I knew that if I posted a couple of cool pictures and/or videos of last Sundayâs total solar eclipse, more would come in that would be even cooler.
So here you go, I have two more to delight your eyeballs.
The first one is from Meteosat 10, a weather satellite run by EUMETSAT, an organization that operates Europeâs meteorological satellites. Meteosat 10 orbits the Earth over Africa, and had a grand view of the eclipse as the Moonâs shadow swept across the planet from west to east. Images taken every 15 minutes from 10:45 to 14:30 UTC on Nov. 3 were combined to create this staggeringly cool animation:
Seriously, right? You can easily see the umbra, the darkest part of the shadow, moving toward and over Africa, and the penumbra, or lighter part of the shadow, centered on the umbra (to learn about why there are two parts to the shadow, thereâs a pretty good explanation on wikipedia). The high-res version of this animation is simply stunning.
The second image is a still picture, but shows the same scene from below. Turkish astrophotographer TunÃ§ Tezel (who is no stranger to this blog) was about 20 kilometers northeast of Pakwach, Uganda and got this fantastic shot:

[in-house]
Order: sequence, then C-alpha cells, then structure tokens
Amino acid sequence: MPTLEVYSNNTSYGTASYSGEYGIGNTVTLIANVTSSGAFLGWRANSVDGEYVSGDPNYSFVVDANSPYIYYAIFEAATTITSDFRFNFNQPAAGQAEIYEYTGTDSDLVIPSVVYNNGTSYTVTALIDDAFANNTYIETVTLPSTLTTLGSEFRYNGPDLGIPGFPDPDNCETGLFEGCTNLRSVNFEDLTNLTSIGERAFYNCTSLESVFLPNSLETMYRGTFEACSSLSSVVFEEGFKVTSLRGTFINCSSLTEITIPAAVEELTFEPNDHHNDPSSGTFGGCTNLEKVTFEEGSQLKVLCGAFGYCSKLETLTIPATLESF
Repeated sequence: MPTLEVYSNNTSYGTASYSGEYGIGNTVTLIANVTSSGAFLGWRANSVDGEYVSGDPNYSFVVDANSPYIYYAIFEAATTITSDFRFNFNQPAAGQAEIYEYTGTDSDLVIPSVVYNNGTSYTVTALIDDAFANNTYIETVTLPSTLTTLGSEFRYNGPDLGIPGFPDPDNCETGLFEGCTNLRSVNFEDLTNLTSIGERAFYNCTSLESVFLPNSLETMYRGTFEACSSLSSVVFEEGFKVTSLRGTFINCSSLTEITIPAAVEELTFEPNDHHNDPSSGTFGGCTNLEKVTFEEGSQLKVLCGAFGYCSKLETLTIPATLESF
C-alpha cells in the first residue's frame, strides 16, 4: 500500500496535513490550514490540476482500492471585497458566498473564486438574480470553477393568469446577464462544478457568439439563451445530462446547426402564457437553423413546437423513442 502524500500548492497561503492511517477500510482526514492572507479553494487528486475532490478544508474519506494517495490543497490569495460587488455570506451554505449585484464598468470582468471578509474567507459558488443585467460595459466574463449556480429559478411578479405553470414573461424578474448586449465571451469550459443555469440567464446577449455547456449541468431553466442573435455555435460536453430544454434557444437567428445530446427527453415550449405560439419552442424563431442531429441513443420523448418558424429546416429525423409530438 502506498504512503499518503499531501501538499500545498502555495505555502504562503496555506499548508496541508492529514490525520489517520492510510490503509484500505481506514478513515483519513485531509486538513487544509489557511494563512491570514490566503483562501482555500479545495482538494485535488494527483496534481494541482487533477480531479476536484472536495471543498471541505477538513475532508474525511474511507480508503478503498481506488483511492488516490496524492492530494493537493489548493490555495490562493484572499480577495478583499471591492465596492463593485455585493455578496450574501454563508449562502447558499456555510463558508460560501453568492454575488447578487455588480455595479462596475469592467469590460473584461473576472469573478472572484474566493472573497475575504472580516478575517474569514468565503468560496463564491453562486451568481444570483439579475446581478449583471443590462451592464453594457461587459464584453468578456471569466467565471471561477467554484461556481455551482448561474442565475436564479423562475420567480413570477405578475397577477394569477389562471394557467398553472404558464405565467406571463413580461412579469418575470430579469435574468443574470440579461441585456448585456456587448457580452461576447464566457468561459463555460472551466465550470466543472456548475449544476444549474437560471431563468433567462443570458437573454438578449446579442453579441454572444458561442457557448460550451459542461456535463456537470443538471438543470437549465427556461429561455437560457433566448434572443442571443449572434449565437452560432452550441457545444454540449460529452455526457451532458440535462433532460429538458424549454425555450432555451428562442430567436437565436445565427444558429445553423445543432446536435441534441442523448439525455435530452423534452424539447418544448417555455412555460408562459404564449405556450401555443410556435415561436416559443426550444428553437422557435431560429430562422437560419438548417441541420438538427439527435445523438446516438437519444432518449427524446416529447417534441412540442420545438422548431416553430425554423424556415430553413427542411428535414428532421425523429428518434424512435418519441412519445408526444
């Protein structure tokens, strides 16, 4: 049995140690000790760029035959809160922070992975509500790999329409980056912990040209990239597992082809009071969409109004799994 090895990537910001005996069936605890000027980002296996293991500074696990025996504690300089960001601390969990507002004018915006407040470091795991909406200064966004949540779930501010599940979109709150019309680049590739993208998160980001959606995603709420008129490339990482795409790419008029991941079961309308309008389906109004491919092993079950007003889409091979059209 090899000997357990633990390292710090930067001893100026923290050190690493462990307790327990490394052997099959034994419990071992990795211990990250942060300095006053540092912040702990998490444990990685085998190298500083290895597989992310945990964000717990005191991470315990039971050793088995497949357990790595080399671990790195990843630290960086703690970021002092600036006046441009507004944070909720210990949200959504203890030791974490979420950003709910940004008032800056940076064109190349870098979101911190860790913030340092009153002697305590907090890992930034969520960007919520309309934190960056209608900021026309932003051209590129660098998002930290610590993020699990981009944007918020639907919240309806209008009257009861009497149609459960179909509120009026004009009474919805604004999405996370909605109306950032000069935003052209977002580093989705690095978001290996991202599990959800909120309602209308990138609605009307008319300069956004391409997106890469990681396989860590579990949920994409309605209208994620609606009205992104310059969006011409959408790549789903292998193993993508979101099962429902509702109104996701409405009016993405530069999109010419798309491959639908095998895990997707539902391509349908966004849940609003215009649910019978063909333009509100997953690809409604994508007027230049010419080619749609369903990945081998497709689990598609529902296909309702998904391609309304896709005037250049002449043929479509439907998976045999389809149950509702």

He said that totality lasted a mere 16 seconds, the shortest heâs ever seen.
Now, you might look at that and think, âBut I can barely see the eclipsed Sun at all!â and youâd be right. But thatâs not the point of this picture. Look at the sky. You can see the sky itself is dark around the eclipsed Sun, but farther away itâs lit very much like normal. In this shot you are seeing how big the umbra of the Moonâs shadow is, just like you did in the satellite picture above!
If this were an animated picture, youâd see that dark part of the sky moving across the frame just like in that satellite shot, but this time youâre looking up at it, not down. The two pictures are complements of each other!
So cool. Someday, I swear, I will see a total solar eclipse. That, and a good aurora. It seems wrong that Iâve been writing about them so long and never seen either for myself.